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PRABUDDHA BHARATAIndian Philosophic Prose in English | Dr. Sumita Roy  

 

 


     Indian Philosophic Prose in English

 

 

 

     Dr. Sumita Roy


 

     The use of English for the exposition of Indian philosophy has opened up new avenues of interpretation involving pluralistic responses and redefinitions growing out of already existing tenets. Beginning as it does with the predominantly zealous missionary approach, which was an attempt by thinkers such as Carey, Marshman, Ward, Monier-Williams and others to find footholds for Christianity, through the memorable episode of European philosophical responses to India represented by Hegel, Schelling and Schopenhauer, followed by the Orientalists of the stature of Muller and Farquhar responding to the neo-Hindu inclusivism of Ramakrishna, Keshab Chandra Sen, Vivekananda and such others, to the later engagement and preoccupation with ideas of Indian philosophy by eminent Indians for social reform and national and cultural revival - the dimensions of Indian philosophic prose in English spread over areas as diverse and extensive as politics, religion, sociology, economics, ethics, culture, spirituality and so on, thus putting an end to narrow, authoritarian, critical tenets prescribed for the study of philosophy. Also, here the foregrounding of English as a language of discourse where the original Sanskrit is no longer privileged offers an important shift in the politics of Indian thought.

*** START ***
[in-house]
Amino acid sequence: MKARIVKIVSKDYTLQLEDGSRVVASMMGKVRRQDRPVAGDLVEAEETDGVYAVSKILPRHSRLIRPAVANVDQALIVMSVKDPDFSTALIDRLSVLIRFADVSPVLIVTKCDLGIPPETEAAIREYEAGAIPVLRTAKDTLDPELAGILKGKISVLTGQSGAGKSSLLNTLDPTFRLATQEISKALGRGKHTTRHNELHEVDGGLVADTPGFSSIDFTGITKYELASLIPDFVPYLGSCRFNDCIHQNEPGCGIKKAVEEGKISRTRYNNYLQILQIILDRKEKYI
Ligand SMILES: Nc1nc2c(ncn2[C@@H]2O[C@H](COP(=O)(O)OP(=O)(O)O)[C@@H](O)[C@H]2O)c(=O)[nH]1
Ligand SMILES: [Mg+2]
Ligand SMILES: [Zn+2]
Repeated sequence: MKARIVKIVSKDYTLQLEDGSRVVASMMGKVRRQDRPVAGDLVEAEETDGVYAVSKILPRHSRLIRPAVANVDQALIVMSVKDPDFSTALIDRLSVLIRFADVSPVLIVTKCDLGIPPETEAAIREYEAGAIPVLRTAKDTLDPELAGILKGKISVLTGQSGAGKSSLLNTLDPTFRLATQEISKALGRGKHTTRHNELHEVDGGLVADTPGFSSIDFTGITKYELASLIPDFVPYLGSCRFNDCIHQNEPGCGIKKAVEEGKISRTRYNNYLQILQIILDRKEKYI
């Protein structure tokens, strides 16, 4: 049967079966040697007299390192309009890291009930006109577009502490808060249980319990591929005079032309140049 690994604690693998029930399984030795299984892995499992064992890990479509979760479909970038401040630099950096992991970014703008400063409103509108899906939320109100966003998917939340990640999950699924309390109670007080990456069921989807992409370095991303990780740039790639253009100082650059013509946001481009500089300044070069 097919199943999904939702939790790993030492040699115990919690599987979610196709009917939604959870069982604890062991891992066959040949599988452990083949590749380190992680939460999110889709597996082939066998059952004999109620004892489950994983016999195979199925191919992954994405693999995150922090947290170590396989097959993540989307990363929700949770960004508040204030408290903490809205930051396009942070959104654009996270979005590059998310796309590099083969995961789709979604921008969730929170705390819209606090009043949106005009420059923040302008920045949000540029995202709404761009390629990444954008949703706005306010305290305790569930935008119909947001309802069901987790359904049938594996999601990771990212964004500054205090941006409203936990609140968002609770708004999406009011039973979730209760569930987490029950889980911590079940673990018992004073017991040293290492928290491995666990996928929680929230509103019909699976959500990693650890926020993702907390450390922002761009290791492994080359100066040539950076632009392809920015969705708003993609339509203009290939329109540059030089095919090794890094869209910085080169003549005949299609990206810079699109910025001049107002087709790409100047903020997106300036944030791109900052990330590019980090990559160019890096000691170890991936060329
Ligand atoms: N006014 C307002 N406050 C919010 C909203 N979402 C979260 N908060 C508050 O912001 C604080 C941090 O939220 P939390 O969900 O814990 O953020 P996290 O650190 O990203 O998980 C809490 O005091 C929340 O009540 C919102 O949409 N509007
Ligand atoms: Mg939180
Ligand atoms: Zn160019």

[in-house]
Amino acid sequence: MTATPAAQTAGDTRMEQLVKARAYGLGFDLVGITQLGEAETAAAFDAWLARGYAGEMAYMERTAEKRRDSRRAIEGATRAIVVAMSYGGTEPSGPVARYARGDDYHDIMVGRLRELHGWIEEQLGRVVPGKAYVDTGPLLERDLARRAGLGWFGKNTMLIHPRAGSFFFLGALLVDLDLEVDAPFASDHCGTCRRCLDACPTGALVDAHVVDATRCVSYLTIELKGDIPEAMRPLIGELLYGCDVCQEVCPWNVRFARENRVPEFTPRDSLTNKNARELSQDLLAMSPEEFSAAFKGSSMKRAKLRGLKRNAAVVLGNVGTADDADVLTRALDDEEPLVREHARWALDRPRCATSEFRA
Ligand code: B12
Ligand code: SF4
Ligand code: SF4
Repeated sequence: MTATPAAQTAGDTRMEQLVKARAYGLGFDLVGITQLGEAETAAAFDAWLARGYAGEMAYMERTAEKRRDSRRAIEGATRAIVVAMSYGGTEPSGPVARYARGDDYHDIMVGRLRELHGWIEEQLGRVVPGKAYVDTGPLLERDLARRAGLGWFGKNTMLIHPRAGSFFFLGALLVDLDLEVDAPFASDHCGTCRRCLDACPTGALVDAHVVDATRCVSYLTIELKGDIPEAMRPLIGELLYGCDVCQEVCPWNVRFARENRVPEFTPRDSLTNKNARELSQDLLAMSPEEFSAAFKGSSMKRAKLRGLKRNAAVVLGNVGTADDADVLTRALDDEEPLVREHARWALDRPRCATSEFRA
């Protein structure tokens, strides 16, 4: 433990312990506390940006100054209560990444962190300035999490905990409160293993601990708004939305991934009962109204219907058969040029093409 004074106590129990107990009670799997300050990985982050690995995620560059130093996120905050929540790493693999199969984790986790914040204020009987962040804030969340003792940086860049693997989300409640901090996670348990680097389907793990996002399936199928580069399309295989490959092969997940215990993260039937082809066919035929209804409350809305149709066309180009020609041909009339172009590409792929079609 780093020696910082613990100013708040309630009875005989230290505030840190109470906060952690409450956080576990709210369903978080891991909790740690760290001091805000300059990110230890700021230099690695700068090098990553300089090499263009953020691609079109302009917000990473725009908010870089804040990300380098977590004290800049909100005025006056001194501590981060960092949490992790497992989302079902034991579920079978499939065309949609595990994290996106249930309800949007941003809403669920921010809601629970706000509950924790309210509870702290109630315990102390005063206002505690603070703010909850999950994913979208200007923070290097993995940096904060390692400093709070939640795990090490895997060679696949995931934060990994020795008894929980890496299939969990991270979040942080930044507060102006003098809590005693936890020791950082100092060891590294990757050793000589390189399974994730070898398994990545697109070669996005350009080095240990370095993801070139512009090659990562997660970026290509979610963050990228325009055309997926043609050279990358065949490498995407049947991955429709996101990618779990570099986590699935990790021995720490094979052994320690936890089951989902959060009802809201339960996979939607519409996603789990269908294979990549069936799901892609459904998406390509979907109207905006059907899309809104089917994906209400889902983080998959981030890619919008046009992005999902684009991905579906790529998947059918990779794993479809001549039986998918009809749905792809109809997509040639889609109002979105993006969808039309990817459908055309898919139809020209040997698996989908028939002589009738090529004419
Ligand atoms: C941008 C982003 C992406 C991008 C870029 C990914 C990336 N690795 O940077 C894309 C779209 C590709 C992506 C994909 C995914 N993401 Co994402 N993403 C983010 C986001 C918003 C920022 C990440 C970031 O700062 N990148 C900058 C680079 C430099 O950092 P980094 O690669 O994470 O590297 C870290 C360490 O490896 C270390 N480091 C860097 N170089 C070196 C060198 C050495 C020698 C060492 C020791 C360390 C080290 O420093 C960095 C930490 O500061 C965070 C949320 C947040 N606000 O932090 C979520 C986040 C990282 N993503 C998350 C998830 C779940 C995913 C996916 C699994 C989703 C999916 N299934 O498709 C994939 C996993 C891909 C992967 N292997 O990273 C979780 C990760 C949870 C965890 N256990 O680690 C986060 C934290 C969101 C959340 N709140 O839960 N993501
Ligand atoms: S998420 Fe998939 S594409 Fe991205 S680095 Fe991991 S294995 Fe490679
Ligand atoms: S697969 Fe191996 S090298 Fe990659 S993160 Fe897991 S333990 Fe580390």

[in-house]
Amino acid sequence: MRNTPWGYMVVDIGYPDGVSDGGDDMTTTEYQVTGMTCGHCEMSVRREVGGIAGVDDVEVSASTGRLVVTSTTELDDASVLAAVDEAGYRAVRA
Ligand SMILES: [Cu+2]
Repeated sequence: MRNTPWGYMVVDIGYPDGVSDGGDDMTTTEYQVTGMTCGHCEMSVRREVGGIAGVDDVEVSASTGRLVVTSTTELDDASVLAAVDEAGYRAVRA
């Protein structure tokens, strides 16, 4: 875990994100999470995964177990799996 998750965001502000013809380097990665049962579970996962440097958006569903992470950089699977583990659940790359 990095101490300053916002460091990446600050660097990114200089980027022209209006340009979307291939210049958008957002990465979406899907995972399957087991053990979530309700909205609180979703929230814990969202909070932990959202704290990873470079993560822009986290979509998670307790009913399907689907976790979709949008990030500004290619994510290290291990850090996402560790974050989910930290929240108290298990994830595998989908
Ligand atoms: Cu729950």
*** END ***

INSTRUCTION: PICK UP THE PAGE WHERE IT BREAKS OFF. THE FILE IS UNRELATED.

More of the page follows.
The continuing tension between Western responses and indigenous interpretations, the conceptual frames formulated to accommodate Western assumptions in order to invest Indian thought with a sense of universal acceptability, the impact of Indian philosophic and religious texts on the Western consciousness, and their global dissemination due to the use of English have considerably altered the philosophic and religious maps of the world.